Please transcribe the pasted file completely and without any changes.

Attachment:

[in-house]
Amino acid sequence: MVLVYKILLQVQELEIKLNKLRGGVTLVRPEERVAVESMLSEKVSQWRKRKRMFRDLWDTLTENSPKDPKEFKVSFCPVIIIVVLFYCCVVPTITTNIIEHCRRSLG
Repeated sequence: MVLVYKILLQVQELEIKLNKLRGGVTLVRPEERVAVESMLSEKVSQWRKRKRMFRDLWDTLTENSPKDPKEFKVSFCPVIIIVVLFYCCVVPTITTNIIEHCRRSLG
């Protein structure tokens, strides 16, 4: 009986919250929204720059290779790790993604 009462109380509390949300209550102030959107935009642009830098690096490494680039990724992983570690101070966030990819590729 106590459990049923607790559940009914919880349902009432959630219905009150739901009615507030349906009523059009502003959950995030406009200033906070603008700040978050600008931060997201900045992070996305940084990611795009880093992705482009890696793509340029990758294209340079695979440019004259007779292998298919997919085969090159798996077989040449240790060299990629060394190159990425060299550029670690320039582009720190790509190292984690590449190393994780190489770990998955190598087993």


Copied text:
[in-house]
Amino acid sequence: MVLVYKILLQVQELEIKLNKLRGGVTLVRPEERVAVESMLSEKVSQWRKRKRMFRDLWDTLTENSPKDPKEFKVSFCPVIIIVVLFYCCVVPTITTNIIEHCRRSLG
Repeated sequence: MVLVYKILLQVQELEIKLNKLRGGVTLVRPEERVAVESMLSEKVSQWRKRKRMFRDLWDTLTENSPKDPKEFKVSFCPVIIIVVLFYCCVVPTITTNIIEHCRRSLG
């Protein structure tokens, strides 16, 4: 009986919250929204720059290779790790993604 009462109380509390949300209550102030959107935009642009830098690096490494680039990724992983570690101070966030990819590729 106590459990049923607790559940009914919880349902009432959630219905009150739901009615507030349906009523059009502003959950995030406009200033906070603008700040978050600008931060997201900045992070996305940084990611795009880093992705482009890696793509340029990758294209340079695979440019004259007779292998298919997919085969090159798996077989040449240790060299990629060394190159990425060299550029670690320039582009720190790509190292984690590449190393994780190489770990998955190598087993």